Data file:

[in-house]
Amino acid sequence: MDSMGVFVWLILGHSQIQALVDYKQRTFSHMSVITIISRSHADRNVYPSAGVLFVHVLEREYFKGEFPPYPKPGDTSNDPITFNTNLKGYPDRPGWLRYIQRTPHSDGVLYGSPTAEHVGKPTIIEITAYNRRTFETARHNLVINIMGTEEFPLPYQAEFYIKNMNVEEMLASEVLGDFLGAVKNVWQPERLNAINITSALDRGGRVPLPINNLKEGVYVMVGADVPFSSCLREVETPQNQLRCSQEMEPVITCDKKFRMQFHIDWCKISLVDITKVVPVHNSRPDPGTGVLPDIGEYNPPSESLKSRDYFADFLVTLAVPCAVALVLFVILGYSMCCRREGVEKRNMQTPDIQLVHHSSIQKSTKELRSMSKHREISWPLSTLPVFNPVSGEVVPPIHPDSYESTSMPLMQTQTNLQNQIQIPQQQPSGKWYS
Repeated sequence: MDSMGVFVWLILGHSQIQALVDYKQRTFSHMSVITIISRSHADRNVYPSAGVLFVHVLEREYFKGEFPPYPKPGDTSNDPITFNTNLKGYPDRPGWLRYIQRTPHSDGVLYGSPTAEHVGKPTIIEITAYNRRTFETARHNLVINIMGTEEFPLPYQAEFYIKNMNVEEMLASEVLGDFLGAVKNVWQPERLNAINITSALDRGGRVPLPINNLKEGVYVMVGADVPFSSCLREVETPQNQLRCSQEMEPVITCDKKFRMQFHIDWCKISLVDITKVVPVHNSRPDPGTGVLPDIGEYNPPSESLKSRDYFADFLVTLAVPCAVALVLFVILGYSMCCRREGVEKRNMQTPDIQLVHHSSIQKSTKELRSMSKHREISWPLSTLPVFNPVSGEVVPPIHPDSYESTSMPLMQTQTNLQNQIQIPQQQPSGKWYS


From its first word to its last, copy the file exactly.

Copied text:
[in-house]
Amino acid sequence: MDSMGVFVWLILGHSQIQALVDYKQRTFSHMSVITIISRSHADRNVYPSAGVLFVHVLEREYFKGEFPPYPKPGDTSNDPITFNTNLKGYPDRPGWLRYIQRTPHSDGVLYGSPTAEHVGKPTIIEITAYNRRTFETARHNLVINIMGTEEFPLPYQAEFYIKNMNVEEMLASEVLGDFLGAVKNVWQPERLNAINITSALDRGGRVPLPINNLKEGVYVMVGADVPFSSCLREVETPQNQLRCSQEMEPVITCDKKFRMQFHIDWCKISLVDITKVVPVHNSRPDPGTGVLPDIGEYNPPSESLKSRDYFADFLVTLAVPCAVALVLFVILGYSMCCRREGVEKRNMQTPDIQLVHHSSIQKSTKELRSMSKHREISWPLSTLPVFNPVSGEVVPPIHPDSYESTSMPLMQTQTNLQNQIQIPQQQPSGKWYS
Repeated sequence: MDSMGVFVWLILGHSQIQALVDYKQRTFSHMSVITIISRSHADRNVYPSAGVLFVHVLEREYFKGEFPPYPKPGDTSNDPITFNTNLKGYPDRPGWLRYIQRTPHSDGVLYGSPTAEHVGKPTIIEITAYNRRTFETARHNLVINIMGTEEFPLPYQAEFYIKNMNVEEMLASEVLGDFLGAVKNVWQPERLNAINITSALDRGGRVPLPINNLKEGVYVMVGADVPFSSCLREVETPQNQLRCSQEMEPVITCDKKFRMQFHIDWCKISLVDITKVVPVHNSRPDPGTGVLPDIGEYNPPSESLKSRDYFADFLVTLAVPCAVALVLFVILGYSMCCRREGVEKRNMQTPDIQLVHHSSIQKSTKELRSMSKHREISWPLSTLPVFNPVSGEVVPPIHPDSYESTSMPLMQTQTNLQNQIQIPQQQPSGKWYS